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A $G_\delta$ set is defined as the intersection of a countable family of open sets. If $n \in \mathbb{N}$ and $x_j \in \mathbb{Q}$, $\mathbb{Q}$ can be expressed as $\bigcap\limits_{r=1/n}^{\infty} (\bigcup\limits_{j=1}^{\infty} B_r(x_j))$. Union of (in this case countably many) open sets is an open set in $\mathbb{R}$, so why is $\mathbb{Q}$ not a $G_\delta$ set?

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  • $\begingroup$ What is your proof that $\mathbb Q$ is equal to that intersection? $\endgroup$
    – Pedro
    Commented Jun 26, 2023 at 17:59
  • $\begingroup$ @Pedro my intuition failed me here, it's a bit of a counterintuitive fact $\endgroup$
    – Dymista
    Commented Jun 26, 2023 at 18:02

2 Answers 2

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Notice that $\cup_{j=1}^\infty B_r(x_j) = \mathbb{R}$ for all $r>0$. Hence your intersection is still $\mathbb{R}$.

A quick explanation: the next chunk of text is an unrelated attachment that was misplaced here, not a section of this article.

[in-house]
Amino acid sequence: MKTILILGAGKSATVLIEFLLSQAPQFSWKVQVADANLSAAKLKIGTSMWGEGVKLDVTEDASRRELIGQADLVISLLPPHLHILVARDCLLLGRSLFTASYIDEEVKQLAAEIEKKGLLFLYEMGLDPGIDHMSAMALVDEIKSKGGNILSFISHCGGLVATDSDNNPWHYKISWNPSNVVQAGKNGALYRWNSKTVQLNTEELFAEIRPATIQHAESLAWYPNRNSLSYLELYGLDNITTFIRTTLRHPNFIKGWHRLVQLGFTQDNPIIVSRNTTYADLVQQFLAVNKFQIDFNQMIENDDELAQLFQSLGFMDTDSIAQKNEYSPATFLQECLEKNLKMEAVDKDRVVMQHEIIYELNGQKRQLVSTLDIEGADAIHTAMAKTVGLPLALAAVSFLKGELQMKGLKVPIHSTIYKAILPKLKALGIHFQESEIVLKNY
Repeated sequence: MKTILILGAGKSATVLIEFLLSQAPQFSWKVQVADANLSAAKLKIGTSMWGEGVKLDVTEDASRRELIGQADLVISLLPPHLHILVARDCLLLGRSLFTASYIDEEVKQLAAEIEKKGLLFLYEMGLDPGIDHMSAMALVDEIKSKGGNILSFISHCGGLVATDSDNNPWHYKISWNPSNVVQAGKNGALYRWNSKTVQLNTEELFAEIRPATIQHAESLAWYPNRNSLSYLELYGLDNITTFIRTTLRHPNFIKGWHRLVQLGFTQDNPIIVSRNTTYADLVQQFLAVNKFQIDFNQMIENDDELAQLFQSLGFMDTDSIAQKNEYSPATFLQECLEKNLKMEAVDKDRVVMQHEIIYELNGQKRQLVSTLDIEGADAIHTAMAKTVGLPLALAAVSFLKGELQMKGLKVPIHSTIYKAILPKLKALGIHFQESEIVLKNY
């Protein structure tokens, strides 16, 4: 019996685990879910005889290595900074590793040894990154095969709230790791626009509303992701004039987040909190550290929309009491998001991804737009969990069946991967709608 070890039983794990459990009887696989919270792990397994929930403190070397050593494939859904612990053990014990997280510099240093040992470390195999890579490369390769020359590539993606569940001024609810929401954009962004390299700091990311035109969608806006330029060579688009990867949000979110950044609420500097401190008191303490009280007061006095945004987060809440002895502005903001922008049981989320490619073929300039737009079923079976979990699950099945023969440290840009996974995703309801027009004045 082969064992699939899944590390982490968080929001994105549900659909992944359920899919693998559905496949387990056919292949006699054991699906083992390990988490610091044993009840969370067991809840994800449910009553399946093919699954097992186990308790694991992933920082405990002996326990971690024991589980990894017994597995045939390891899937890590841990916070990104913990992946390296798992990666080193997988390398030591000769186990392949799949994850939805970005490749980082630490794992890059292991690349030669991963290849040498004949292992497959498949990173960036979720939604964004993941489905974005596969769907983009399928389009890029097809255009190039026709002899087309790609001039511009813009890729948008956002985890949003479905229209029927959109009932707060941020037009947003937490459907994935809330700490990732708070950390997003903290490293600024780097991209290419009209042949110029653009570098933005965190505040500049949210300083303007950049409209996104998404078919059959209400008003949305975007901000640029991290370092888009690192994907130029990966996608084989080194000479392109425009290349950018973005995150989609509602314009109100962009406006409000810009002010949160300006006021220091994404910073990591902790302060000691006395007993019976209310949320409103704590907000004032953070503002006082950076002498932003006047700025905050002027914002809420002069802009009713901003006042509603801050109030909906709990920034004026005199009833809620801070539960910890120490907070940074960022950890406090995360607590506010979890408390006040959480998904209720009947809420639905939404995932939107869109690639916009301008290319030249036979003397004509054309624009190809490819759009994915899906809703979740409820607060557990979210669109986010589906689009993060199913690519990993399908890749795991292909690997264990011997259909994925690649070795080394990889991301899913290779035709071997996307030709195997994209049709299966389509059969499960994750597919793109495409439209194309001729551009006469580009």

This fact is related to the Baire category theorem. See e.g. pg 131 of Carothers Real Analysis.

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Assume $\Bbb{Q}=\bigcap_{n=1}^\infty U_n$ with each $U_n$ open. Then. $$\emptyset = \left(\bigcap_{n=1}^\infty U_n\right)\cap\left(\bigcap_{x\in\Bbb{Q}}\left(\Bbb{R}\setminus\{x\}\right)\right)$$

For each $n$, $\Bbb{Q}\subseteq U_n$, so $U_n$ is an open dense set. Also, $\Bbb{R}\setminus\{x\}$ is an open dense set for each $x$. So a countable intersection of open dense subsets of $\Bbb{R}$ is empty - in contradiction to BCT.

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